Why the Right is Right

6,224,439 Views
Sep 21, 2015

What makes conservatism right? If you're a conservative, you should know why you're right. If you're not a conservative, why should you think about becoming one? Greg Gutfeld, bestselling author of, "How To Be Right: The Art of Being Persuasively Correct", explains. ORDER "How To Be Right".

Conservatives want to protect individual rights and promote the rule of law.

  • Conservatives tend to save more money and protect their investments, defending protect private property, others’ as well as their own. In this way, they generally sympathize with individuals and businesses negatively impacted by government policies or criminal activity, like riots.View Source

Liberals are more likely to take risks and focus on short-term happiness.

  • Liberals are more likely to take risks, and often those that the risk-averse usually end up paying for. The left is generally more adventurous in many political and cultural areas, like, for example, being more likely to favor drug legalization.View Source
  • The left focuses more on the “now” and the immediate future than on past experience and the long-term future. As a result, they are often less happy than conservatives who value things that require long-term commitments, such as marriage, families, and religion.View Source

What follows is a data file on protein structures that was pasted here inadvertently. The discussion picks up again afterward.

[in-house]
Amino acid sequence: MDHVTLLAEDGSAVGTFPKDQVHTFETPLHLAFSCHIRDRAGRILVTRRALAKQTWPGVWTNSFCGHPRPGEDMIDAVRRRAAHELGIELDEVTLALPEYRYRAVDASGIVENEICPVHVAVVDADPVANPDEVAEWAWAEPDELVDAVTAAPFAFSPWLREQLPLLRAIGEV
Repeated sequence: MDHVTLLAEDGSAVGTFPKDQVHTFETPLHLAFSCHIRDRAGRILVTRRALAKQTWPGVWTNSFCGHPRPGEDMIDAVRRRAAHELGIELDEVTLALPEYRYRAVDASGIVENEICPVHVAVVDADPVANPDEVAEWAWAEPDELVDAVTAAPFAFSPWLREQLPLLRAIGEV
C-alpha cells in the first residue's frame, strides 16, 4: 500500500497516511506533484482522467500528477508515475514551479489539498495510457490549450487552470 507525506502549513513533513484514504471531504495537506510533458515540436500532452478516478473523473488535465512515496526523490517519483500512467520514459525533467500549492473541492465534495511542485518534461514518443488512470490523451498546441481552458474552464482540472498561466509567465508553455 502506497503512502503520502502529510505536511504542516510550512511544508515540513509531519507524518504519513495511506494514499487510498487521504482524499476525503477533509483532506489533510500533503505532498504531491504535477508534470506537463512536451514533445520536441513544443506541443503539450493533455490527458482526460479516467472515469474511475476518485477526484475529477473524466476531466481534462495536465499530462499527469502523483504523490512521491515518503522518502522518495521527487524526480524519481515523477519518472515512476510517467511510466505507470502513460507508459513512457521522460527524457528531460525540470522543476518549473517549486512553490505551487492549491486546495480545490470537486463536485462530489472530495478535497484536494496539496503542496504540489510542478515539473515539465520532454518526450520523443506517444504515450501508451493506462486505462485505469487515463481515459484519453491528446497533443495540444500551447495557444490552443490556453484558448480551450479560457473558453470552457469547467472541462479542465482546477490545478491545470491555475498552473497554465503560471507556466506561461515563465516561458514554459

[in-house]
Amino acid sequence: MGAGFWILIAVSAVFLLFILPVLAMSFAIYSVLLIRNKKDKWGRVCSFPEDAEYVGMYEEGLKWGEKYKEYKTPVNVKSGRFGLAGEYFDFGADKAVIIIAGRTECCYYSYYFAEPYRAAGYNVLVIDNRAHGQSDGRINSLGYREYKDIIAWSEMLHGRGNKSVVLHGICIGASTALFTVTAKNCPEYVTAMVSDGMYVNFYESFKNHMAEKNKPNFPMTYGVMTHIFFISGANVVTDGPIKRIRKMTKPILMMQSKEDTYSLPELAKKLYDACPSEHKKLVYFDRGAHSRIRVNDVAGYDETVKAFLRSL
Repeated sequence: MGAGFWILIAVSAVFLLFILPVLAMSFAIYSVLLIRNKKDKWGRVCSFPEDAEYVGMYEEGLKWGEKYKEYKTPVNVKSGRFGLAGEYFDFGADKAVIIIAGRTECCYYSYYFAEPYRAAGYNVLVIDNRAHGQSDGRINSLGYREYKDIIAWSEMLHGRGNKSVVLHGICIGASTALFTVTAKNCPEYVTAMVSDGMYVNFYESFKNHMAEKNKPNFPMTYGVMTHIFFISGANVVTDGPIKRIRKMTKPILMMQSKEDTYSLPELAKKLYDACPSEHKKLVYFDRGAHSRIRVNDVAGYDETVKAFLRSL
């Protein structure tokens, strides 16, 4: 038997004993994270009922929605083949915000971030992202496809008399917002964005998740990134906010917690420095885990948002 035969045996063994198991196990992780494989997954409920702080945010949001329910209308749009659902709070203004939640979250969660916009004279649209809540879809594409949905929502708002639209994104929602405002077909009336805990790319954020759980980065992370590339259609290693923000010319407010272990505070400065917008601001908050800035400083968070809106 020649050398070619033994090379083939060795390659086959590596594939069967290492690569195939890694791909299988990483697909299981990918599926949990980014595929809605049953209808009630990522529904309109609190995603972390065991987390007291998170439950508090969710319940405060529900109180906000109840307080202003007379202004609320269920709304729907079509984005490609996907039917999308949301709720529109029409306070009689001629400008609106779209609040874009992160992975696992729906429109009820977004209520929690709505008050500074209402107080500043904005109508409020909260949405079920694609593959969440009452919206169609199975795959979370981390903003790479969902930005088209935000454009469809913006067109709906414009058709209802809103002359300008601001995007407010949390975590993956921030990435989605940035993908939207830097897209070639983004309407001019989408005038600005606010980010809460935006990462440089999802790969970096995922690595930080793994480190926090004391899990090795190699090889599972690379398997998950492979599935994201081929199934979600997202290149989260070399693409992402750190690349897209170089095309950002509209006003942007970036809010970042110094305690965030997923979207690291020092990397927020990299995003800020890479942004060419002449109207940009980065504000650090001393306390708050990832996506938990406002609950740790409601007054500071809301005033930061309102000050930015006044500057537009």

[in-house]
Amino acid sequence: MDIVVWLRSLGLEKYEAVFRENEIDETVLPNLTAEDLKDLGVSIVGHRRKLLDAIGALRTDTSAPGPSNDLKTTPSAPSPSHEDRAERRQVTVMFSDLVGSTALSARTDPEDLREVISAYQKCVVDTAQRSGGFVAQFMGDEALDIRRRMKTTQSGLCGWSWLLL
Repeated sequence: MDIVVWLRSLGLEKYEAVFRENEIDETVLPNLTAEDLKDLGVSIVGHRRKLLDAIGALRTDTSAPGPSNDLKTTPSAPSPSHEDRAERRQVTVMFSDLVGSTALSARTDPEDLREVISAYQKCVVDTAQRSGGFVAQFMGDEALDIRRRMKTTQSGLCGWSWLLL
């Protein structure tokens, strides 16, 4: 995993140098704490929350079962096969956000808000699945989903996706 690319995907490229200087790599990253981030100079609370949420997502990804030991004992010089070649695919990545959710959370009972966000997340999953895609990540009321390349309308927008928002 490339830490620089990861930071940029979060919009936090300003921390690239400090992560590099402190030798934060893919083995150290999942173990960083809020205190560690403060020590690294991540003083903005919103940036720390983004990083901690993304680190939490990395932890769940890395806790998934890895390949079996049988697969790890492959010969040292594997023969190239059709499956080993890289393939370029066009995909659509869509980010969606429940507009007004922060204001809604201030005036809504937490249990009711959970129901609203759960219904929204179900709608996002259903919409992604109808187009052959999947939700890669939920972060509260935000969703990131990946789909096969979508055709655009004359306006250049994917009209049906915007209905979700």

The conservative desire to protect individual rights and promote the rule of law benefits everyone—even those who oppose conservatism.

  • Conservatives want to protect private property and individual rights, others’ as well as their own.View Source
  • Read Alfred Regnery on the pillars of conservatism.View Source
  • Related reading: The Conservative Mind: From Burke to Eliot – Russell KirkView Source
  • Related reading: The Conservative Intellectual Movement in America since 1945 – George NashView Source
  • Related reading: Not Cool: The Hipster Elite and Their War on You – Greg GutfeldView Source

Conservatives and libertarians want to spread more liberty to everyone in society. Progressives want to exert more control over everybody.